I wanted to be able to take a "bug" object and turn it into JSON data, and then take that JSON data and reconstruct the bug. The example is for the generic case of serializing a class, and therefore stores metadata about the class, like its name, module, and package, along with the other data. I wanted to avoid that if possible, and so stripped out the dynamic class construction and the like, and effectively wrote a pair of functions that took a dictionary and turned it into an object, and took an object and turned it into a dictionary.
However, I tried making one of the bug's instance variables a dictionary as well, and the program crashed when converting from JSON to Python object, seeming to have dropped the surrounding dictionary, and only considering the internal dictionary. This seemed to me like completely bizarre behavior, and took a fair bit of poking around, including multiple stack overflow questions and spending time on #python (a truly painful process) in order to understand completely.
The specific problem was the object_hook parameter of json's load function. The description of this parameter in the documentation is:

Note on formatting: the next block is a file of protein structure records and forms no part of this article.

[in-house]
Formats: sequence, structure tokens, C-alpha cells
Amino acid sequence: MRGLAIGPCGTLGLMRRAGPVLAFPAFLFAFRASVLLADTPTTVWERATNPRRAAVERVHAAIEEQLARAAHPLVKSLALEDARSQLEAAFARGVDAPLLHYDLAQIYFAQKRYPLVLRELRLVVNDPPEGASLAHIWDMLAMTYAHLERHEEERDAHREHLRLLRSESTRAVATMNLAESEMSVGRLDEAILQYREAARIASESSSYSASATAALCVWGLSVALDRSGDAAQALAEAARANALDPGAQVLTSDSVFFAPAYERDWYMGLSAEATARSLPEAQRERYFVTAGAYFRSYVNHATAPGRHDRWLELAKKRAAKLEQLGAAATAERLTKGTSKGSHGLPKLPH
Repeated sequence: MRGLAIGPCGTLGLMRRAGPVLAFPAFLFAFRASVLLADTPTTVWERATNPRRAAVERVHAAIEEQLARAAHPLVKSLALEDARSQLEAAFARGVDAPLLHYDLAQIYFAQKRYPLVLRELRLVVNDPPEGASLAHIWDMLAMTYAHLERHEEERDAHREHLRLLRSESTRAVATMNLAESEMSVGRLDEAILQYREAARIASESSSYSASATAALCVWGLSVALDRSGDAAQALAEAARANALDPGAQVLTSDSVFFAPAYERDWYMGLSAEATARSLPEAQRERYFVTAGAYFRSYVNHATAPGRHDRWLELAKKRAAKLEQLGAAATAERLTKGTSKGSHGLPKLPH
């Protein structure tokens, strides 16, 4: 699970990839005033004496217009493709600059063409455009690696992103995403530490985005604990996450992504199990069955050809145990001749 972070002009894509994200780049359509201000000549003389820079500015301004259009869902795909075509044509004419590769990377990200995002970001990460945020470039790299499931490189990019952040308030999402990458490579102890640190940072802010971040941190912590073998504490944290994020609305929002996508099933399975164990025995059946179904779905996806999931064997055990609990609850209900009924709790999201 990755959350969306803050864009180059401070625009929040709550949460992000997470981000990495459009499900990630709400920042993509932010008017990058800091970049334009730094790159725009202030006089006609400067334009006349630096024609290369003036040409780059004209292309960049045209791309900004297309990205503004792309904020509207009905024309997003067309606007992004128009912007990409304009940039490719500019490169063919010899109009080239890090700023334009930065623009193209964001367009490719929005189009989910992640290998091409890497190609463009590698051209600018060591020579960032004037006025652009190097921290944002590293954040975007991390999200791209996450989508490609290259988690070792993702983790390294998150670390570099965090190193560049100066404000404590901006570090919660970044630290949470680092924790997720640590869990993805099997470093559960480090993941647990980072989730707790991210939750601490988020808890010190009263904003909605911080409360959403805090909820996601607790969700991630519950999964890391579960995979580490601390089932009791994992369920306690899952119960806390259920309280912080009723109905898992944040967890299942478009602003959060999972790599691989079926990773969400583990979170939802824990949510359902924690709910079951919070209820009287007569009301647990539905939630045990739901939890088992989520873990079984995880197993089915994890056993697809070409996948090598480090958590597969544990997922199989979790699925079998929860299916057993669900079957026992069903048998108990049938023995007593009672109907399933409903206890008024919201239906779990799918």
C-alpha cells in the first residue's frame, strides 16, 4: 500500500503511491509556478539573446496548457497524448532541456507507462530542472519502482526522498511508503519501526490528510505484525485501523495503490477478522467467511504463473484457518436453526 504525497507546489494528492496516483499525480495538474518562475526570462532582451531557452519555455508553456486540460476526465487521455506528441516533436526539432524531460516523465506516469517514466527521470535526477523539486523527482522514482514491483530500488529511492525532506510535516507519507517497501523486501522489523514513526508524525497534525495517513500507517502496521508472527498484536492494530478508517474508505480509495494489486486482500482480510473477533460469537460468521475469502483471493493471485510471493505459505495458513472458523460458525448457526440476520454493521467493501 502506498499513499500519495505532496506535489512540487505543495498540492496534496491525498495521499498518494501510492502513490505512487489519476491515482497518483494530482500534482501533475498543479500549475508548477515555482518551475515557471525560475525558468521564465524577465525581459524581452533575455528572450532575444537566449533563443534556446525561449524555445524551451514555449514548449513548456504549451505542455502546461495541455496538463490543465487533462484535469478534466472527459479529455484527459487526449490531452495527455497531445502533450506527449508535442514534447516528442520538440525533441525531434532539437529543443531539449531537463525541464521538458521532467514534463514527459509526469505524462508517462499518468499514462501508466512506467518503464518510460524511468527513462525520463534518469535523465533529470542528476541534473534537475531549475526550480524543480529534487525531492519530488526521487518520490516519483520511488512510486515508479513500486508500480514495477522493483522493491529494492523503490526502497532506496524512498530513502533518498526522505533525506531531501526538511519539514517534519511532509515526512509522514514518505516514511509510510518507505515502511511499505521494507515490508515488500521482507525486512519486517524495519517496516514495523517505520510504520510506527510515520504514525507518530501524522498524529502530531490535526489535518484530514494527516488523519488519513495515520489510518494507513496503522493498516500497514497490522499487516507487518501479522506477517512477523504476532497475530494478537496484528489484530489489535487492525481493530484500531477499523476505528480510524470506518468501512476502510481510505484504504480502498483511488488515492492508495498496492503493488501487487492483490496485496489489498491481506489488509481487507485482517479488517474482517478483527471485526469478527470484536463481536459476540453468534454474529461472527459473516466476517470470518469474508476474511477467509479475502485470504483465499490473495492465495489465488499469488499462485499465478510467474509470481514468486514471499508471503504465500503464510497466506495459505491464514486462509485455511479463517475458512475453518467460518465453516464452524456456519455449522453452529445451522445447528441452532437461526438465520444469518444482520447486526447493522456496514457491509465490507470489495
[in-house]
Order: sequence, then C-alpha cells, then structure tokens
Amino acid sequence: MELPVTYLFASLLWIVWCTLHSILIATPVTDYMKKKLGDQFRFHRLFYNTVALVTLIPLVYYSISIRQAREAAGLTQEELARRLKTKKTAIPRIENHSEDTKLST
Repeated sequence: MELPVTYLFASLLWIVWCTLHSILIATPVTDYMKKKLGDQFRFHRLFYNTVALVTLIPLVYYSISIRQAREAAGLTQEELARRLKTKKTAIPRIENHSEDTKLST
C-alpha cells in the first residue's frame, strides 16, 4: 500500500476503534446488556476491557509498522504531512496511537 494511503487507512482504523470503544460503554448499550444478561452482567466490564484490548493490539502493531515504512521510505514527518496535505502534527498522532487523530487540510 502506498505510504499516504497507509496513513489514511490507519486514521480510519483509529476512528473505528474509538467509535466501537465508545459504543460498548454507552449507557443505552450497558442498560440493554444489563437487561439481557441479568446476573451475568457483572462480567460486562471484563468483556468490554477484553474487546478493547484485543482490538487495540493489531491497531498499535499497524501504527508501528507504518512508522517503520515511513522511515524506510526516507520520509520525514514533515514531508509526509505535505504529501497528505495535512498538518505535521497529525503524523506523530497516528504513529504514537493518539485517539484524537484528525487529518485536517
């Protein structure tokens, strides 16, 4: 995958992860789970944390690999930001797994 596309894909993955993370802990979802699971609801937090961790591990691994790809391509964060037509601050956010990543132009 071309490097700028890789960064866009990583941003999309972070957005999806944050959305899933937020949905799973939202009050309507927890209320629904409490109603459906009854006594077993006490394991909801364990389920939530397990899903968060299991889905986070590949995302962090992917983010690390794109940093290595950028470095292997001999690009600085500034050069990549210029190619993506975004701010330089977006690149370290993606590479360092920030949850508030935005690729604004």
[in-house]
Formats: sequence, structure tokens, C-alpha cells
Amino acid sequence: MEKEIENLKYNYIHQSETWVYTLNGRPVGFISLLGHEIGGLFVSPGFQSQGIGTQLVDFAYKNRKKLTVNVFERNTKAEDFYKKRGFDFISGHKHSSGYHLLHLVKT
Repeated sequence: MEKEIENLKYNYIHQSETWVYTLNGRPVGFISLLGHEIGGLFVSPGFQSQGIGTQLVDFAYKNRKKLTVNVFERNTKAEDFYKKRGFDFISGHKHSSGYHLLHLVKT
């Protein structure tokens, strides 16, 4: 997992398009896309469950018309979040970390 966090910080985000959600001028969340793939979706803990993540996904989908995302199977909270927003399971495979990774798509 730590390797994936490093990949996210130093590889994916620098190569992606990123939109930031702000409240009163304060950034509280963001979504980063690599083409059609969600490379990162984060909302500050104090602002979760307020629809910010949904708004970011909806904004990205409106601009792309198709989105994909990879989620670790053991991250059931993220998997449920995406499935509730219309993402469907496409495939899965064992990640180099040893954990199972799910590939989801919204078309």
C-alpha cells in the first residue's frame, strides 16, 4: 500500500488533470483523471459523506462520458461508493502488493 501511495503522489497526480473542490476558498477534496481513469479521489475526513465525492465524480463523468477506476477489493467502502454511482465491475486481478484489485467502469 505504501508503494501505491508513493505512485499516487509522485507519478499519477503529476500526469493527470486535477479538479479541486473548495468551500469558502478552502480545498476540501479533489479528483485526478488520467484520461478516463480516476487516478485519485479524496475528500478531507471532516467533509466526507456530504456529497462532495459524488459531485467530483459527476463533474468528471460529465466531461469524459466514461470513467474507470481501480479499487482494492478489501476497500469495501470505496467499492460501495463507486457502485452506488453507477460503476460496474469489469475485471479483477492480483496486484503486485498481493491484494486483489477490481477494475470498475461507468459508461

object_hook is an optional function that will be called with the result of any object literal decoded (a dict). The return value of object_hook will be used instead of the dict. This feature can be used to implement custom decoders (e.g. JSON-RPC class hinting).If you read this closely, you may see what I was missing. Remember that I was coming from the perspective of needing to serialize exactly one object, who's contents would all be data structures (lists or dicts), or primitives. It hadn't really crossed my mind that an object could contain other objects that would need to be serialized. Silly in retrospect of course, but not immediately intuitive if you aren't thinking about it.
So what was happening when I was seeing only the internal dict was exactly what was supposed to happen - json was applying the object_hook function to each nested dict in turn. This meant that you could not (nor would you want to) use object_hook to apply to only one type of object, it needs to at least potentially handle any possible object that could be thrown at it. I ended up implementing a much cleaner way of (un)serializing bugs once I understood exactly what object_hook is doing - which I'll claim isn't completely clear from the language used in the Python docs.